Sunday, 27 February 2011
Events at St Vincent.
This is what happened one beautiful Saturday at St Vincent Parish Church.
Father Donald was away traveling and Mrs Davenport, the housekeeper, had gone away to spend a few days with relatives.
Father Ignatius, the Parish priest, was not quite alone however, for on the Friday evening he welcomed a newly ordained priest, Father Clement, who had been sent un-announced to St Vincent by the Bishop to gain some experience before being posted to another Parish.
Father Ignatius intended to introduce the young priest to parishioners and to the nuns in the nearby Convent on the Saturday but unexpected events changed his plans.
At about eight on Saturday morning Father Ignatius received a phone call asking him to go to the hospital urgently as one of his parishioners had been admitted in a serious condition. He had no time to explain this to the young priest who had not yet come down for breakfast. So Father Ignatius left a quick note asking him to hear Confessions at 9:30 and left him a set of keys to the church and Parish House.
A few minutes later, Father Clement came down to the kitchen, helped himself to breakfast and set out to the church to prepare for Confessions.
St Vincent had one of those old fashioned wooden confessionals which consisted of a small stall with a seat for the priest to sit in, and two positions on either side where the people would kneel, and speak to him in turn through a small window.
Father Clement entered the confessional and shut the door behind him. He made a point of explaining to each person seeking Confession that he was a new priest and that he’d be at St Vincent for a few weeks.
He heard Confessions for about an hour or so until eventually everyone had left the church. He stayed in the confessional for a few minutes longer in case there was anyone else to confess, and then, as no one came, he tried to get out of the confessional. Somehow, the handle to the confessional door broke in his hand and the door would not open. He was trapped in a small wooden room with no means of escape. He called out for help but there was no one there to hear him.
The young priest kept his cool as best he could. He sat there praying and every so often, if he heard a noise, real or imagined, he would bang on the confessional door and call for help. But no help arrived for there was no one there to help him!
Eventually, at about eleven o’clock Stuart entered the church.
Stuart was an elderly gentleman of about seventy years of age. He had served in the military many years ago and was a strict no-nonsense man always wary of any wrong-doings and suspicious of anything that was not the norm. It was his turn to clean the church on Saturday and having called at the Parish House for the keys and received no response he then called at Mrs Davenport’s cottage and got no response either. He looked for the priest’s car and that was missing too. He called at the church and to his surprise found the door open. Courageously, he entered the church to find it totally deserted. His keen mind jumped to several wrong conclusions all at once and somersaulted over them time and again.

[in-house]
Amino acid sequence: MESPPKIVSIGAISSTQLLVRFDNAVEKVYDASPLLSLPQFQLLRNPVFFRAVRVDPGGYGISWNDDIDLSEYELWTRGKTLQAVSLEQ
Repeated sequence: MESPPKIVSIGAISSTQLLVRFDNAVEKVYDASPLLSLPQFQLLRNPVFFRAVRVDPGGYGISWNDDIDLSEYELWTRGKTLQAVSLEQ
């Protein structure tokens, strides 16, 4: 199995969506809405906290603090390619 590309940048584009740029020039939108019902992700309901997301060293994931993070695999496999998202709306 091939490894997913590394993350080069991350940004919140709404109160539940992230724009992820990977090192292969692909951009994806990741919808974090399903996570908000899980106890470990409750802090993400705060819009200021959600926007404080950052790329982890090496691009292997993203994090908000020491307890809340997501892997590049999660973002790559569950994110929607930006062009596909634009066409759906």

On hearing the church door closing Father Clement banged on the confessional door and called for help. Stuart was startled and his septuagenarian heart nearly had a cardiac arrest. His aching knees knocked together in rhythm with his heart and the butterflies in his stomach had their knees knocking too. Even his goose bumps had goose bumps of their own. He steadied himself against one of the nearby pews and took one or two deep breaths to recover from his fright.
Despite his courage, Stuart decided to walk out of the church slowly without making a noise and once out he rushed to the nearby Convent to call the police.
The police arrived in force moments later and let Father Clement out of the confessional. There was no one to confirm his story and the nuns had not been told of a new visiting priest. Having a bunch of keys in his possession did not help the young priest’s case who was taken away to the police station pending further enquiries.
At the police station Father Clement was put in a cell with a man who had spent the night there to recover from too much drink on Friday evening. He had been picked up sleeping on a park bench with no means of identification on him.
“Have you been drinking too Father?” asked the man in the cell.
Father Clement protested his innocence and explained what had happened to the incredulous cell-mate.
“That’s a good story Father. I must use it next time they bring me here!” he said.
“Next time?” asked Father Clement.
“Oh yes … I’m a frequent visitor of the constabulary … usually it’s the police station in town. This is my first time here. I normally sleep at the Mission House in town … got nowhere to live …”
The young priest spent the next hour or so getting to know his companion in the cell until eventually Father Ignatius came to verify his story and he was let out.
Over the next few weeks at St Vincent Church Father Clement visited the Mission many times to see his prison friend. With the help of Father Ignatius they encouraged him to seek professional help to stop drinking, and they helped him find a part-time job at a nearby farm.
And God looked down and smiled at the turn of events.